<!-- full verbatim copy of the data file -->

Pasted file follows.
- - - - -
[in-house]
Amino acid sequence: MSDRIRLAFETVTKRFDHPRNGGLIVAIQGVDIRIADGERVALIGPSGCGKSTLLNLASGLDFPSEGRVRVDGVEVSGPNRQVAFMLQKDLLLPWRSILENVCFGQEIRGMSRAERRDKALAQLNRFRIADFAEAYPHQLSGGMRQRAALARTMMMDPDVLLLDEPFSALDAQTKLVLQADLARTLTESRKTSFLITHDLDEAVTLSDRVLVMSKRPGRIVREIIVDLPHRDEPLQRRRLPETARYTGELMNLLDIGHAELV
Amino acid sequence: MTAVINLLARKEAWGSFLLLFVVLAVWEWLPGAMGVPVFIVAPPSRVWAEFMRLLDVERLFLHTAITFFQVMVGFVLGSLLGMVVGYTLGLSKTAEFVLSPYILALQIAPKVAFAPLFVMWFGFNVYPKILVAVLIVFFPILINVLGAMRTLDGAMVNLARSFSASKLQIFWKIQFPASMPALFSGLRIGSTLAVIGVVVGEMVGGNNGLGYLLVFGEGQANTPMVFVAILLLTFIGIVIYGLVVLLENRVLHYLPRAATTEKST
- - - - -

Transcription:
[in-house]
Amino acid sequence: MSDRIRLAFETVTKRFDHPRNGGLIVAIQGVDIRIADGERVALIGPSGCGKSTLLNLASGLDFPSEGRVRVDGVEVSGPNRQVAFMLQKDLLLPWRSILENVCFGQEIRGMSRAERRDKALAQLNRFRIADFAEAYPHQLSGGMRQRAALARTMMMDPDVLLLDEPFSALDAQTKLVLQADLARTLTESRKTSFLITHDLDEAVTLSDRVLVMSKRPGRIVREIIVDLPHRDEPLQRRRLPETARYTGELMNLLDIGHAELV
Amino acid sequence: MTAVINLLARKEAWGSFLLLFVVLAVWEWLPGAMGVPVFIVAPPSRVWAEFMRLLDVERLFLHTAITFFQVMVGFVLGSLLGMVVGYTLGLSKTAEFVLSPYILALQIAPKVAFAPLFVMWFGFNVYPKILVAVLIVFFPILINVLGAMRTLDGAMVNLARSFSASKLQIFWKIQFPASMPALFSGLRIGSTLAVIGVVVGEMVGGNNGLGYLLVFGEGQANTPMVFVAILLLTFIGIVIYGLVVLLENRVLHYLPRAATTEKST